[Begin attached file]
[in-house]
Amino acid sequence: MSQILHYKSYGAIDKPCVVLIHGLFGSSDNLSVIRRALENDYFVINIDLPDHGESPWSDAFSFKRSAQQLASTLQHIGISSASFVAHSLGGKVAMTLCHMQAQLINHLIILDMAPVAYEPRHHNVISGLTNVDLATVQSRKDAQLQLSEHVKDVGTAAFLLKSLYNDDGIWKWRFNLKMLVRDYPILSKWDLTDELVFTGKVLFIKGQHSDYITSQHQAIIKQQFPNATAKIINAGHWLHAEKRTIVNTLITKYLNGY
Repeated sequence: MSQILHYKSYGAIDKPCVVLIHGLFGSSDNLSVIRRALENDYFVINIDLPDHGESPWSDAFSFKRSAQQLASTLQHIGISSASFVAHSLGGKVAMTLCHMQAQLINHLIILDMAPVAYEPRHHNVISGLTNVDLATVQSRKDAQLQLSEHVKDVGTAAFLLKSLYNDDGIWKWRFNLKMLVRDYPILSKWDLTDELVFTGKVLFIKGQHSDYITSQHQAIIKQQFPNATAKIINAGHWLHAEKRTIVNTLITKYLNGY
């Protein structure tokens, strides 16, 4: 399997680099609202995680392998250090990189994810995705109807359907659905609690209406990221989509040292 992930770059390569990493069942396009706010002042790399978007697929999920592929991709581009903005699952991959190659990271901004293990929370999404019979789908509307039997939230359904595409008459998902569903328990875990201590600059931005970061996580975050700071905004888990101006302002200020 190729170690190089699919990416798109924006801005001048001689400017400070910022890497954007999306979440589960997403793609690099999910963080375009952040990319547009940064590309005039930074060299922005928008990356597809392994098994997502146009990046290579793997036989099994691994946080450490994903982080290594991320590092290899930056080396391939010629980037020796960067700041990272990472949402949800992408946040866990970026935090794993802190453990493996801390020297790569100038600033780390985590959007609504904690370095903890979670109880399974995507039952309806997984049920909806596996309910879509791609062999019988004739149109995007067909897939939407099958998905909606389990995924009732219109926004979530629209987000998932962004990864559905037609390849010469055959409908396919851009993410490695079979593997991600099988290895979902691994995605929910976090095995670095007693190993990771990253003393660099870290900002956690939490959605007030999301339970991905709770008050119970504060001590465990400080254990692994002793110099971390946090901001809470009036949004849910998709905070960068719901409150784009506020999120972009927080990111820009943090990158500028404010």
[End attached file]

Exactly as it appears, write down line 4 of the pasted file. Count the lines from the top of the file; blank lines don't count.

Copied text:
């Protein structure tokens, strides 16, 4: 399997680099609202995680392998250090990189994810995705109807359907659905609690209406990221989509040292 992930770059390569990493069942396009706010002042790399978007697929999920592929991709581009903005699952991959190659990271901004293990929370999404019979789908509307039997939230359904595409008459998902569903328990875990201590600059931005970061996580975050700071905004888990101006302002200020 190729170690190089699919990416798109924006801005001048001689400017400070910022890497954007999306979440589960997403793609690099999910963080375009952040990319547009940064590309005039930074060299922005928008990356597809392994098994997502146009990046290579793997036989099994691994946080450490994903982080290594991320590092290899930056080396391939010629980037020796960067700041990272990472949402949800992408946040866990970026935090794993802190453990493996801390020297790569100038600033780390985590959007609504904690370095903890979670109880399974995507039952309806997984049920909806596996309910879509791609062999019988004739149109995007067909897939939407099958998905909606389990995924009732219109926004979530629209987000998932962004990864559905037609390849010469055959409908396919851009993410490695079979593997991600099988290895979902691994995605929910976090095995670095007693190993990771990253003393660099870290900002956690939490959605007030999301339970991905709770008050119970504060001590465990400080254990692994002793110099971390946090901001809470009036949004849910998709905070960068719901409150784009506020999120972009927080990111820009943090990158500028404010």